By Jenner's time, the practice of smallpox inoculation had become commonplace in England. However it had a major disadvantage: until the infection from inoculation had run its course, the subject was infected, and infectious, with actual smallpox. This made them a risk to any family or acquantainces not already immune.
There was a local folk tradition amongst those who milked cows, that an infection with the so-called `cow-pox' protected one from contracting smallpox. Cowpox was harmless compared to smallpox and Jenner realised that if the folk tradition were true it offered considerable advantages over the use of smallpox in inoculation. He tested cowpox, infecting a boy named James Phipps in the same manner as used in smallpox inoculation, but using material from a cowpox pustule. The boy contracted cowpox, and recovered safely. Jenner then applied the standard smallpox inoculation; the boy was completely unaffected, showing that cowpox had made him immune to smallpox.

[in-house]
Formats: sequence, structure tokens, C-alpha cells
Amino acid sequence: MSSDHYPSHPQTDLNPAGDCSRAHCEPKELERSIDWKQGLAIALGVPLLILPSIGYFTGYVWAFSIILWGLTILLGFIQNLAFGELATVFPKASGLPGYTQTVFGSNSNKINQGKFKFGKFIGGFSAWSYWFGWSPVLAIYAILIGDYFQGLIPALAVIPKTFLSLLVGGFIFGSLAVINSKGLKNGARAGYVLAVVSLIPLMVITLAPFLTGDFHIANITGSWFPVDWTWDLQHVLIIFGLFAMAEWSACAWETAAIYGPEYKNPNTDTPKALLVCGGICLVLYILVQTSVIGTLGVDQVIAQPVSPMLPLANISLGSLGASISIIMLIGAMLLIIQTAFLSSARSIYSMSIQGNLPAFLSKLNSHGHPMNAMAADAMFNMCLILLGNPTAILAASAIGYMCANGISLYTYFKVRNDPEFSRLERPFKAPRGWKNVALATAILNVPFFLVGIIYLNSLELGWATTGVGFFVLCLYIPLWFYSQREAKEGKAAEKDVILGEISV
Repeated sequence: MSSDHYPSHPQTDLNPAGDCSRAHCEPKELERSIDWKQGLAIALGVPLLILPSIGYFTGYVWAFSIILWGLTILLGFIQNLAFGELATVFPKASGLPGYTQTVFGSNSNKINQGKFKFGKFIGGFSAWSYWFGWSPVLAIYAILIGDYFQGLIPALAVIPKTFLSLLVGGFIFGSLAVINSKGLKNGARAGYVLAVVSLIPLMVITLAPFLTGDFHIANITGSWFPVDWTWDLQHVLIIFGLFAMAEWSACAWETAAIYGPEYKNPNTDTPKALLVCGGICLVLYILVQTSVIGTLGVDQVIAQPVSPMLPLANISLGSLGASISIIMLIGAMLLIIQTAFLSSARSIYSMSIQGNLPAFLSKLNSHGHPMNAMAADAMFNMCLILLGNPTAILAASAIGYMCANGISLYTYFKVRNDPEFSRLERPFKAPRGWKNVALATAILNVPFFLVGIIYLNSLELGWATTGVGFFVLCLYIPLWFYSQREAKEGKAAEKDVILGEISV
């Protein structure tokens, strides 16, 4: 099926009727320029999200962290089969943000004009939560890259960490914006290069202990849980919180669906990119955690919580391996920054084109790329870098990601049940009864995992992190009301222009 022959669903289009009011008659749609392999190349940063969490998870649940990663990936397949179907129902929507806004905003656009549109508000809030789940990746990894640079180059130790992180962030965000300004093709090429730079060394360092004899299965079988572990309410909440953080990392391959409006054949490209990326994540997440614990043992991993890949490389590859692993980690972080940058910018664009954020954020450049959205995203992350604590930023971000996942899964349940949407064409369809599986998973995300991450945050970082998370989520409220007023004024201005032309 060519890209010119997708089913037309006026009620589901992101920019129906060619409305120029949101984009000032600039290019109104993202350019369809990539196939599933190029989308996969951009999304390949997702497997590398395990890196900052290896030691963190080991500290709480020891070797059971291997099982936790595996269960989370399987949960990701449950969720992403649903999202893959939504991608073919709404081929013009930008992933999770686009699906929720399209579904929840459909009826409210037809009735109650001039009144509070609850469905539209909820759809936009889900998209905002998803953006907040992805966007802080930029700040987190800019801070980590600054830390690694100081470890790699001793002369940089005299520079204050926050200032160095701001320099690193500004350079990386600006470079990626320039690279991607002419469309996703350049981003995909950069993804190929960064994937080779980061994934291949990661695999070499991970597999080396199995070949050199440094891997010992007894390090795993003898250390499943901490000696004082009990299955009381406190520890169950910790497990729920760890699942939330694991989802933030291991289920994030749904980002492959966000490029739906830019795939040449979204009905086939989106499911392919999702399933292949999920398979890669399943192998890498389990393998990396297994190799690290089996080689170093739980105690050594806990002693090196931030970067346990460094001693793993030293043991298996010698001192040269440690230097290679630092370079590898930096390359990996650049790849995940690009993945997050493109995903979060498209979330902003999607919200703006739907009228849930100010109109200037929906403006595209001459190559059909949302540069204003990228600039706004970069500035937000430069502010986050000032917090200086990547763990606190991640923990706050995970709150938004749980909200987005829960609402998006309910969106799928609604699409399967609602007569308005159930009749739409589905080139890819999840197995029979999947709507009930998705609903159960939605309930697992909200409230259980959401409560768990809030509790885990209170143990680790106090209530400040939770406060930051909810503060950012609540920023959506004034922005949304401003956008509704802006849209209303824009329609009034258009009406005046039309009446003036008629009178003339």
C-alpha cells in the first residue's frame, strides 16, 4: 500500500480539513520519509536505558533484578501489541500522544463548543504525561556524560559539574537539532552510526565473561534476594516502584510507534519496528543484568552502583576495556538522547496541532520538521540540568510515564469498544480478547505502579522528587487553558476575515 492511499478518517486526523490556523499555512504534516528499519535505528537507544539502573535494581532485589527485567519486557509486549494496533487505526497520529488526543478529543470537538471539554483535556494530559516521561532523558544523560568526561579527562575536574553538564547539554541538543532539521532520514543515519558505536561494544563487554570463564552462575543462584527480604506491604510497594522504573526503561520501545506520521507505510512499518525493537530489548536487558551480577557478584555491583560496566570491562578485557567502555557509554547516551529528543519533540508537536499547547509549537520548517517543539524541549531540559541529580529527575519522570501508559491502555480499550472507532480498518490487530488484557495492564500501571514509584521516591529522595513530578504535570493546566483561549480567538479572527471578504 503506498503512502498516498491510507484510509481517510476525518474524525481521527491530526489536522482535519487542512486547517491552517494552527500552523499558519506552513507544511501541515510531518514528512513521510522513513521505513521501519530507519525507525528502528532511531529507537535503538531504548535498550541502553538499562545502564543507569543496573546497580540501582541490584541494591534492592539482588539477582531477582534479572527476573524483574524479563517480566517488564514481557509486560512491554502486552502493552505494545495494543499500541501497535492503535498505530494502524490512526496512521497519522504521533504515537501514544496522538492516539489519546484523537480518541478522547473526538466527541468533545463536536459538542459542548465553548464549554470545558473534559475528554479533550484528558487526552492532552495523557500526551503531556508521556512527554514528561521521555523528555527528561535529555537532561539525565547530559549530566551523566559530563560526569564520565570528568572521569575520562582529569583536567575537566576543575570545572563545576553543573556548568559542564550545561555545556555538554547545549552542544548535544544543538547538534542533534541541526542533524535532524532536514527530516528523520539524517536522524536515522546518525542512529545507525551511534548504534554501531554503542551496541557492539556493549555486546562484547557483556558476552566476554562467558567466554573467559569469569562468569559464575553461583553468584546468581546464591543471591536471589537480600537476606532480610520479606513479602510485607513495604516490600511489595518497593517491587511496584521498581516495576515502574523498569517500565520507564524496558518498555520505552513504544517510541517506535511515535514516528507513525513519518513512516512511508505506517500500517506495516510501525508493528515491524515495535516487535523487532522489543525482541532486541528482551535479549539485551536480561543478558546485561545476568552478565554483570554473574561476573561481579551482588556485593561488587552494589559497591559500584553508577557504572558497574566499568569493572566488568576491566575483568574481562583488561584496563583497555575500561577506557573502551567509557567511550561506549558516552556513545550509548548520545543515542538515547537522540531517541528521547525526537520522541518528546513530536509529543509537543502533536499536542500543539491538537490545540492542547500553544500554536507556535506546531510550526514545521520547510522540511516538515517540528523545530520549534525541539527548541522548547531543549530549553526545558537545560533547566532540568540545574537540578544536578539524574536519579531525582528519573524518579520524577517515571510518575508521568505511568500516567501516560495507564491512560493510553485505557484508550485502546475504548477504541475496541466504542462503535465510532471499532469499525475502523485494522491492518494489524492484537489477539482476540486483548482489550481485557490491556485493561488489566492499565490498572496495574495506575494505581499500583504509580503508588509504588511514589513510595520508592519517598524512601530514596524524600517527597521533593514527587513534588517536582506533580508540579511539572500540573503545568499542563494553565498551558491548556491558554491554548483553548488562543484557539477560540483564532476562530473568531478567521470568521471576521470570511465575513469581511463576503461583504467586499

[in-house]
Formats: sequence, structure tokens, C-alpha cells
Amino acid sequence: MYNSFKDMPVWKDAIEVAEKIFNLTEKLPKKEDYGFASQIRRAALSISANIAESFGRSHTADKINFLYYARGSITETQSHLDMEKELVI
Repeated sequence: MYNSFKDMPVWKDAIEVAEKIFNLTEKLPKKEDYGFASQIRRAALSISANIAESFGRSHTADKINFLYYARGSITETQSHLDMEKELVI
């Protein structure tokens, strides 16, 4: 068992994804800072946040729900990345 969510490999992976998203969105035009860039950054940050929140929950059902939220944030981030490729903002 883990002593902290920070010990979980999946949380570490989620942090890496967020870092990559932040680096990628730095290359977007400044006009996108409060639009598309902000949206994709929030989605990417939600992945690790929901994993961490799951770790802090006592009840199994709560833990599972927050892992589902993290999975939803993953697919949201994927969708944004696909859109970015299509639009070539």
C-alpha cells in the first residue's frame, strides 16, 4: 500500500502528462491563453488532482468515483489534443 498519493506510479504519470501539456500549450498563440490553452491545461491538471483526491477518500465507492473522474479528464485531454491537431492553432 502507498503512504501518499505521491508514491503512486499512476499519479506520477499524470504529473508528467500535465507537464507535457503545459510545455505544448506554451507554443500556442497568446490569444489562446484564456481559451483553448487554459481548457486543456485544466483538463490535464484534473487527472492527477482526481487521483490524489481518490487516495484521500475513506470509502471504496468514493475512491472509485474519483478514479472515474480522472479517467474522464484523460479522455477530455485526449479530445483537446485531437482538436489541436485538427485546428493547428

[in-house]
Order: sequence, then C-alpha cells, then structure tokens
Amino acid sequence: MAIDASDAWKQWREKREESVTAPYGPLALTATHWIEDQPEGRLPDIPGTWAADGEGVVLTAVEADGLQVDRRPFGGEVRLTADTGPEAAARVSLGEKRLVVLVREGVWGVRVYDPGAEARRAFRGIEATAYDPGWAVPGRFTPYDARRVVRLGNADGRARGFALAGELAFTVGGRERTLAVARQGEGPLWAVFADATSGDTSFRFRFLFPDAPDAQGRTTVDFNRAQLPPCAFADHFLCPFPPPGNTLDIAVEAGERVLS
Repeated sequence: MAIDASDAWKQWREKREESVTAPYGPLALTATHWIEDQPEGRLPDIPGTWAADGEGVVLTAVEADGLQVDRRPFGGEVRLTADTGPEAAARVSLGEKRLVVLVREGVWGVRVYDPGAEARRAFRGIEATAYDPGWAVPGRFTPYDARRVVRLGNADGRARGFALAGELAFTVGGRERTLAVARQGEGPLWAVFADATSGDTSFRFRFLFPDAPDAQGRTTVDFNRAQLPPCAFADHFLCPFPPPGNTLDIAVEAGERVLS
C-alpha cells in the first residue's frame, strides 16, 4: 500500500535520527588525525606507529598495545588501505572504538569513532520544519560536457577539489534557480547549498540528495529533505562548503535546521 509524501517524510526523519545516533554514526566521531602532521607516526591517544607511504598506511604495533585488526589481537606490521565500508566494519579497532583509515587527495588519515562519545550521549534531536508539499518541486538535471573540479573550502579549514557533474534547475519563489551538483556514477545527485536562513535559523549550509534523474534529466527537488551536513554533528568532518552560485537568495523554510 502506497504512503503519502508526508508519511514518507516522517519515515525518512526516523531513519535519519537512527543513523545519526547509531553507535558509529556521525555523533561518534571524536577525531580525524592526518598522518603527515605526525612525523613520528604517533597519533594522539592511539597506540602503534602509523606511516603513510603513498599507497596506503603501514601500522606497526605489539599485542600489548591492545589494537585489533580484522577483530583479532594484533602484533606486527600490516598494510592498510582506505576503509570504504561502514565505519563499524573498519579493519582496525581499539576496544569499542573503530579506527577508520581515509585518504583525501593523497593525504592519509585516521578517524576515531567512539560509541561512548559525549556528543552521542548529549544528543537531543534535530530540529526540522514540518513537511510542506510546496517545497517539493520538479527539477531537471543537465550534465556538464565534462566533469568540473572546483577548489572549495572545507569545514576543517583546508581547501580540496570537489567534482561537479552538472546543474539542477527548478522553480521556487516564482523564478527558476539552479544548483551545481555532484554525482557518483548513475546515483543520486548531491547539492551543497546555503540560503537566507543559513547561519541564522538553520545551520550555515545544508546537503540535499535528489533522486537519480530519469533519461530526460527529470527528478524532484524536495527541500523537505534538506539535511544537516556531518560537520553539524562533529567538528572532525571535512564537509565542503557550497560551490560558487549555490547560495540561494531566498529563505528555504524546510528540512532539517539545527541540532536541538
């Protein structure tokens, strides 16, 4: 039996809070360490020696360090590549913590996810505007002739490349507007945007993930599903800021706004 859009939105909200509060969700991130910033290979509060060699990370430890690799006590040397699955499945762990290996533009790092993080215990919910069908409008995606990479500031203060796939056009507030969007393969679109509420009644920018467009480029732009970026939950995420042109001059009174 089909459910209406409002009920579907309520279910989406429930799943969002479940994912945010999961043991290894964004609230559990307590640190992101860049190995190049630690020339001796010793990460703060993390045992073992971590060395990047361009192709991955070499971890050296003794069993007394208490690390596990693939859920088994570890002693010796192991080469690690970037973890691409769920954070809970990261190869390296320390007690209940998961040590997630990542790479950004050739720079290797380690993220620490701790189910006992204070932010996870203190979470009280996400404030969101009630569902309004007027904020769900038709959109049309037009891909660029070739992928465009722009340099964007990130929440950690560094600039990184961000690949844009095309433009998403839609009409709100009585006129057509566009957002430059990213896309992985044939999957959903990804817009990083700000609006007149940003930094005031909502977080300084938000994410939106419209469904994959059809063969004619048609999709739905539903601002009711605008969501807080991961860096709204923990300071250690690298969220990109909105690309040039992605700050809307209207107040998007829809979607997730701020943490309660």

Jenner called his method vaccination, as the original infective material came from a cow (Vacca is Latin for a cow). His work was published in 1798.
He was a disciple of John Hunter.
Jenner realised the long-term implications of vaccination, and looked foward to the day when smallpox would no longer be a threat anywhere on earth; his dream eventually reached fruition with the global eradication of smallpox in the late 1970s.
James Phipps' house in Berkeley is now the Jenner Museum.
- Jenner's papers on vaccination are available on line at http://www.bartleby.com/38/4/
- The Jenner Museum has a Web page at http://www.dursley-cotswolds-uk.com/Jenner%20museum.html